Review: KAIJUMAX #2


Written by Zander Cannon
Art by Zander Cannon
Published by Oni Press
Release Date: May 20, 2015

In a world full of giant monsters (Kaiju) there is a need for a place to put them after they destroy cities. That place is Kaijumax, a twist on the Monster Island aspect of Godzilla and other numerous Kaiju media.

Zander Cannon’s vision for a kaiju prison is unique. Kaijumax isn’t too concerned with how this world works or an overall master scheme. Instead, Cannon chooses to focus on the characters. Which given these are giant monsters that is no small task. He manages to find motivations for every character—monster or human. The story of this issue revolves around two vastly different characters in Electrogor and Gupta.

Electrogor is concerned about protecting and providing for his children. That is something that speaks to the reader on a deeper level. This isn’t a monster that is out for destroying cities. He is only concerned with his children and their well-being. In stark contrast, we have Gupta a prison guard that looks only after himself. He is your stereotypical screw: dirty, dealing, and worst of all—a jerk. The dueling narratives between two shows that Cannon can flew some serious muscles in the writing arena. He manages to evoke emotions out of characters that are challenging. He personifies monsters and makes monsters out of the humans. It is truly delightful.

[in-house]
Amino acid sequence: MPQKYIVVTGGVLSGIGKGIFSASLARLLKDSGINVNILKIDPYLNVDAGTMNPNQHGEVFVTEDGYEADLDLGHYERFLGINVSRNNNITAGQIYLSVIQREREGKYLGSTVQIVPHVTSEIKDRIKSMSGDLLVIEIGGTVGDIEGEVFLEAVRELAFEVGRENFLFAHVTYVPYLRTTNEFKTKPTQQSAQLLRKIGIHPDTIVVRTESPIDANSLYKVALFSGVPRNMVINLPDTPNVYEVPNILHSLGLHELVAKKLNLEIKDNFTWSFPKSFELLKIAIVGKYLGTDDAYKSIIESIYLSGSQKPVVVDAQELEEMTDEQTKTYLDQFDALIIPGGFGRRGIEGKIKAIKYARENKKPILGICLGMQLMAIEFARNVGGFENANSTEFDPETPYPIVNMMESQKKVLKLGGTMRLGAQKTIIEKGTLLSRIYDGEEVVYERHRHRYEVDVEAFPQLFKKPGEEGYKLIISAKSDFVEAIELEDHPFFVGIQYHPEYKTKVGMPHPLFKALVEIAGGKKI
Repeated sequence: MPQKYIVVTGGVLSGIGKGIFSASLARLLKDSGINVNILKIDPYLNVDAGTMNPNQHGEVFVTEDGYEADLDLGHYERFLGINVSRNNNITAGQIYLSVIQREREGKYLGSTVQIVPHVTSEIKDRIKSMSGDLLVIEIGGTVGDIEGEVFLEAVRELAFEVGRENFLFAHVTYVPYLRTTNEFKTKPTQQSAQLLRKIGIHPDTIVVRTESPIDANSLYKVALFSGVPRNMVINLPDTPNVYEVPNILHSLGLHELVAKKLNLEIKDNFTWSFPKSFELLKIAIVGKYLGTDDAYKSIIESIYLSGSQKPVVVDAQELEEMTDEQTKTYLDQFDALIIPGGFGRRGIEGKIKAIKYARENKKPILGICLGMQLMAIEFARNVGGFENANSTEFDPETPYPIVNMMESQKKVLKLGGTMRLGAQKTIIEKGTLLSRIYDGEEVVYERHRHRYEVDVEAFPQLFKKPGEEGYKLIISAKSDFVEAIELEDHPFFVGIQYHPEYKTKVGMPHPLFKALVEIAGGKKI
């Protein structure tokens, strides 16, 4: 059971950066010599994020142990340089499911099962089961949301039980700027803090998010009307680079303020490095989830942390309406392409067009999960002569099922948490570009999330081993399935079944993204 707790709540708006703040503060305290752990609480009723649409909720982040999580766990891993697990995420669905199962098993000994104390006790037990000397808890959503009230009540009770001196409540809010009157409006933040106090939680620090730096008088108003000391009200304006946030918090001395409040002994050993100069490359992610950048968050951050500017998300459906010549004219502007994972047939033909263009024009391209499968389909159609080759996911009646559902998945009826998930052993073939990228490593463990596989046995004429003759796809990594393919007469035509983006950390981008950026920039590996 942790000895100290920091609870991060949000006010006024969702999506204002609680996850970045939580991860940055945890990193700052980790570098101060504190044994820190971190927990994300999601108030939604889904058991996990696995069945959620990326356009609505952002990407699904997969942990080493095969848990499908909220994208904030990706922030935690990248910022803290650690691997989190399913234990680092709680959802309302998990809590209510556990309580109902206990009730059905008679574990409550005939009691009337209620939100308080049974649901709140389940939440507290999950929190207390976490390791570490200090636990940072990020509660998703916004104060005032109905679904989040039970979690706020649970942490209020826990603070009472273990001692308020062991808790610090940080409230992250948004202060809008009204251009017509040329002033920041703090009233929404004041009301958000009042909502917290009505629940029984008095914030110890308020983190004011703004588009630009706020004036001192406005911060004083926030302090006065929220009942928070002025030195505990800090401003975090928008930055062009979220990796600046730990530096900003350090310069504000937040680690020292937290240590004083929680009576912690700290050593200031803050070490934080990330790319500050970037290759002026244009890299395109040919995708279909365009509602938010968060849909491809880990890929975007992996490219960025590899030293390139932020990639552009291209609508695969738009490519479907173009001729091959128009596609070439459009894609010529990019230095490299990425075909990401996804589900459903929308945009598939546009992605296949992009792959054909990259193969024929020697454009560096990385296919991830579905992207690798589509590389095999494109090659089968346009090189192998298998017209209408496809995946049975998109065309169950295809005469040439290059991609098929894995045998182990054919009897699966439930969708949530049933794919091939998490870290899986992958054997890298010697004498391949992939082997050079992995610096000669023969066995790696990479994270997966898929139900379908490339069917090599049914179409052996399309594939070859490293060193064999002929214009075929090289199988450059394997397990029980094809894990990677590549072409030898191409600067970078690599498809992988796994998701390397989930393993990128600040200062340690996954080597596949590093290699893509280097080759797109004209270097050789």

The writing would be for naught if it wasn’t for Cannon’s ability on the drawing board. He takes on every aspect of the comic (outside of some color techniques) and you can see his passion and care in every facet. The monsters are diverse and wild and the prison staff is obvious homages to the classics like Ultraman and the like.

Designs aside Zander manages to be incredibly strong at conveying emotions out of non-traditional faces. These monsters will make you feel. You will care about Electrogor’s kids because of how sad and concerned he looks when talking about it. These nuances are hard to capture let alone in an arthropodic monster.

The lettering of this comic is great. It is hand drawn and conveys personality along with each line of dialog. There is only one flaw with it, though. During the aquatic sequences the balloons take on a thought bubble appearance which is similar to the bubbles that surround Electrogor. This made it challenging to follow, but the scene is brief and not much time is lost.

Still, Kaijumax is something special and a comic everyone should be reading. It is rich in character and beautiful in design. Cannon’s passion and years of experience in comics comes together to create a world that is delightful. Kaijumax #2 (and the whole series) is for anyone that has ever enjoyed a giant monster movie. It is phenomenal in what Cannon creates.

The Verdict: 9.5/10


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